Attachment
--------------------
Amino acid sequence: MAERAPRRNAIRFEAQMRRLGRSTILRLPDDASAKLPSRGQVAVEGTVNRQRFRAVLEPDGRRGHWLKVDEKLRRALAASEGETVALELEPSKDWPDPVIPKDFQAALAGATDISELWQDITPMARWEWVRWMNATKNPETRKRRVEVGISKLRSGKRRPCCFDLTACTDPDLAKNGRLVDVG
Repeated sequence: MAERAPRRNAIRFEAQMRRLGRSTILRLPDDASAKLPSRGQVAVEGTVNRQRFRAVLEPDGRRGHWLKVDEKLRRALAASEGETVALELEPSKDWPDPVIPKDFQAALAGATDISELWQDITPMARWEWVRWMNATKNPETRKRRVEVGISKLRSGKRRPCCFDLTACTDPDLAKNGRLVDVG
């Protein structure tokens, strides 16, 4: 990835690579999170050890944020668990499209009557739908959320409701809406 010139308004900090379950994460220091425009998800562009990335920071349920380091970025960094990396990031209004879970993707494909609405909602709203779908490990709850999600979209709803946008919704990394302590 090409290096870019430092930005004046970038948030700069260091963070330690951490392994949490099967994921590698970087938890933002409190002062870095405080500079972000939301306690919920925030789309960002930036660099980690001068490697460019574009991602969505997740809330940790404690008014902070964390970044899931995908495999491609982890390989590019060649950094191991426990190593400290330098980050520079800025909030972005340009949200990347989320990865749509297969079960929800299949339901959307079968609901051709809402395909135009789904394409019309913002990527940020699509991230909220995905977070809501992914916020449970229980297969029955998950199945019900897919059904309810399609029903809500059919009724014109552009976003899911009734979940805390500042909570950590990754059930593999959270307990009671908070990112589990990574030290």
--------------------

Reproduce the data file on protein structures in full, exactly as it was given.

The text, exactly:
Amino acid sequence: MAERAPRRNAIRFEAQMRRLGRSTILRLPDDASAKLPSRGQVAVEGTVNRQRFRAVLEPDGRRGHWLKVDEKLRRALAASEGETVALELEPSKDWPDPVIPKDFQAALAGATDISELWQDITPMARWEWVRWMNATKNPETRKRRVEVGISKLRSGKRRPCCFDLTACTDPDLAKNGRLVDVG
Repeated sequence: MAERAPRRNAIRFEAQMRRLGRSTILRLPDDASAKLPSRGQVAVEGTVNRQRFRAVLEPDGRRGHWLKVDEKLRRALAASEGETVALELEPSKDWPDPVIPKDFQAALAGATDISELWQDITPMARWEWVRWMNATKNPETRKRRVEVGISKLRSGKRRPCCFDLTACTDPDLAKNGRLVDVG
């Protein structure tokens, strides 16, 4: 990835690579999170050890944020668990499209009557739908959320409701809406 010139308004900090379950994460220091425009998800562009990335920071349920380091970025960094990396990031209004879970993707494909609405909602709203779908490990709850999600979209709803946008919704990394302590 090409290096870019430092930005004046970038948030700069260091963070330690951490392994949490099967994921590698970087938890933002409190002062870095405080500079972000939301306690919920925030789309960002930036660099980690001068490697460019574009991602969505997740809330940790404690008014902070964390970044899931995908495999491609982890390989590019060649950094191991426990190593400290330098980050520079800025909030972005340009949200990347989320990865749509297969079960929800299949339901959307079968609901051709809402395909135009789904394409019309913002990527940020699509991230909220995905977070809501992914916020449970229980297969029955998950199945019900897919059904309810399609029903809500059919009724014109552009976003899911009734979940805390500042909570950590990754059930593999959270307990009671908070990112589990990574030290």